The National Treasury last week said the move would lead to R64 billion of investments in port, pipeline, generation and transmission infrastructure in Richards Bay, Coega and Saldanha Bay.
Building on the momentum and success of the renewable energy Independent Power Producer (IPP) programme, the mooted gas programme will see more private capital injected in the electricity sector.
The Treasury said the Department of Energy was developing a gas utililisation plan, which would take a 30-year view of the gas industry from a regulatory, economic and social perspective.
Chris Bredenhann, PwC Africa oil & gas advisory lead, said the gas-to-power programme was aligned with the country’s integrated resource plan and the government’s stated intention to reduce our carbon footprint, increase the share of natural gas in the energy mix and encourage the development of a natural gas industry in South Africa.
“The gas IPP programme is also an important element of our energy mix, as it provides an opportunity to create generation capacity in a very short time frame – it does not require the long lead times and construction periods associated with large-scale generation projects like big coal or nuclear builds,” Bredenhann said.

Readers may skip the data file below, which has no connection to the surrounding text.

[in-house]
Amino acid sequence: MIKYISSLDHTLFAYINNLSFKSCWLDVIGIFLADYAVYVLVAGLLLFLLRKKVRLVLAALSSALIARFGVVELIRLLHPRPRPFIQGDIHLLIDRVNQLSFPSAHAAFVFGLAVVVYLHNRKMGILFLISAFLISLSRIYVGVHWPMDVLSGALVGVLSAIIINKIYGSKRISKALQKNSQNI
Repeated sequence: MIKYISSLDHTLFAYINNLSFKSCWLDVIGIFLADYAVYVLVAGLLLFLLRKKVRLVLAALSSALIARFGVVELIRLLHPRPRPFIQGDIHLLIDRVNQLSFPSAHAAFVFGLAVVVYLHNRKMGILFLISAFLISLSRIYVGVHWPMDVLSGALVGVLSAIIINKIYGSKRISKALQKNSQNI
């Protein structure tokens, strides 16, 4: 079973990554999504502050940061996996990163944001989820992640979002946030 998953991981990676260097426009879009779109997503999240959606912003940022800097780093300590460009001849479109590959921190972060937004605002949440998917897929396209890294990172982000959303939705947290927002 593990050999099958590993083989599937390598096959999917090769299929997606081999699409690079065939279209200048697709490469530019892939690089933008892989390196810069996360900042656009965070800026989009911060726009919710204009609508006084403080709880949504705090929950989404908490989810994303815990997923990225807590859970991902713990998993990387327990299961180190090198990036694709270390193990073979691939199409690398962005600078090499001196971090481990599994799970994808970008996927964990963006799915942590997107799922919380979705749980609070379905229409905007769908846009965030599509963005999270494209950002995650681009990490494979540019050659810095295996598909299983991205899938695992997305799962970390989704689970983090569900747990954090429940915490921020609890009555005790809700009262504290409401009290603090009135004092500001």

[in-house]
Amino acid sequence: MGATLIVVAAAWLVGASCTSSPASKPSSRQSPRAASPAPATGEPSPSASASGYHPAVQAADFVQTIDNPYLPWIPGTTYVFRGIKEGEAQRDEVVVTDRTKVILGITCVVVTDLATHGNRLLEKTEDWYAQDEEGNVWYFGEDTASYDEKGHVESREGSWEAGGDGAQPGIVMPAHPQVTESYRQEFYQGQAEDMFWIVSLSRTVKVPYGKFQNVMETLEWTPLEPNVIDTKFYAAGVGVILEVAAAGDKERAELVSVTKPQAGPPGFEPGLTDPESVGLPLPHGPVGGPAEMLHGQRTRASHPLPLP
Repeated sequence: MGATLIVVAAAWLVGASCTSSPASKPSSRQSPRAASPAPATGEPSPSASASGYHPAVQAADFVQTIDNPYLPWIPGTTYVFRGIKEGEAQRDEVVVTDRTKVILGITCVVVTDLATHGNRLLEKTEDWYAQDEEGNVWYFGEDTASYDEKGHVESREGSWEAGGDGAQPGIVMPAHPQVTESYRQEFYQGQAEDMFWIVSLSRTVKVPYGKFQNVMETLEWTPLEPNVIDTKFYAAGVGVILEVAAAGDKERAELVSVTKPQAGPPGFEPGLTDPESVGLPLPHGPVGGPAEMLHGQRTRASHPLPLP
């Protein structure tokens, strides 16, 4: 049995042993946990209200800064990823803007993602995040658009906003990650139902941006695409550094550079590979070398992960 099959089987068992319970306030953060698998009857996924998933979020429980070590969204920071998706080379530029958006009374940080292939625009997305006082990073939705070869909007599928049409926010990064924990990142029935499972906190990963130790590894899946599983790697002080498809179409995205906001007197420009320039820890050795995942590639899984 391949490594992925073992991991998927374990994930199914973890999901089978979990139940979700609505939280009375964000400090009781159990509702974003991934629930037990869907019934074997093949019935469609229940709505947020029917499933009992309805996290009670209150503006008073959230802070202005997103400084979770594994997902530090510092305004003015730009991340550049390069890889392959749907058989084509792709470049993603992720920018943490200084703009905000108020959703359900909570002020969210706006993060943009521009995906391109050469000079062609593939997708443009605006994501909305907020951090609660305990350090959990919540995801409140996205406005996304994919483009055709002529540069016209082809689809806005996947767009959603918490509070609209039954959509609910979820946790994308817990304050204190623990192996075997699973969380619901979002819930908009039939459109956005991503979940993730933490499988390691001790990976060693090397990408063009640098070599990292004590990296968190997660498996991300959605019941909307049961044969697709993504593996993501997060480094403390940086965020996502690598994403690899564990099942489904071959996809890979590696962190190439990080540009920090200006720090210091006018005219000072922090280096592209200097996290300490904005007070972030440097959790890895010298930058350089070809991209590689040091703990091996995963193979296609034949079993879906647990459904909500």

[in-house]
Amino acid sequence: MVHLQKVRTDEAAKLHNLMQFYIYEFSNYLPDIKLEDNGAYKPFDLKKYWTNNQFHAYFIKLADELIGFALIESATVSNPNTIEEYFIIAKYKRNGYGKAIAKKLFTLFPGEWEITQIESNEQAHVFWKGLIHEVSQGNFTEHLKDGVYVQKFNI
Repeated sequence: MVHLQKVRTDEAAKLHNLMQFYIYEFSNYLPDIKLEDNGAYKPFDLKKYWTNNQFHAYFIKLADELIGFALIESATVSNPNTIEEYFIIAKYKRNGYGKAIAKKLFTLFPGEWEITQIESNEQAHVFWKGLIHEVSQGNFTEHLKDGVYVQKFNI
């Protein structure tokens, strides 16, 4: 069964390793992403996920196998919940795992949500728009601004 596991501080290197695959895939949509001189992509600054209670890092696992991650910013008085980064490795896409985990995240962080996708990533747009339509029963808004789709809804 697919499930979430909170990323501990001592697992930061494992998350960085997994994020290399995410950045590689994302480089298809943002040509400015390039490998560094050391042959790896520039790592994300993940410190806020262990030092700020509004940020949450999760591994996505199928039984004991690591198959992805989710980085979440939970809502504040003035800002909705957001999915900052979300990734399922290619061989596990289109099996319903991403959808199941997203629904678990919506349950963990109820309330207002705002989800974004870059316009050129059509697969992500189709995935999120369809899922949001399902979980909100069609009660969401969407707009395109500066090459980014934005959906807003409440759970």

As the government prepares to launch the gas-to-power programme, comparisons will be made with the successful IPP programme for renewable energy, through which the government procured 6 377MW of electricity from the private sector since the programme’s launch in 2009.
Approximately 2 045MW of the procured electricity capacity is connected to the national electricity system.
“There is significant interest in the gas IPP programme from project developers, both large and small. This was demonstrated by the large number of responses submitted to the Department of Energy on the request for information that was issued mid-2015,” Bredenhann said.
“The gas IPP programme is however more complex than the renewable energy programme, as it is exposed to a number of additional components and risks. These include gas supply, receiving and regassification infrastructure, transmission and distribution infrastructure, supply risk, price risk and foreign exchange risk,” he said.
Such matters would be addressed in a request for qualifications that would be issued during the course of this year, which would provide the procurement framework against which developers would be required to bid, he said.
“The success of the programme will therefore depend on the design of the procurement programme and the evaluation of the bids received,” Bredenhann said. There were several potential gas sources, “but the initial gas will be in the form of imported liquefied natural gas. Domestic shale gas and coal-bed methane are future options that may be explored, as are potential offshore gas developments and piped gas from Mozambique,” he said.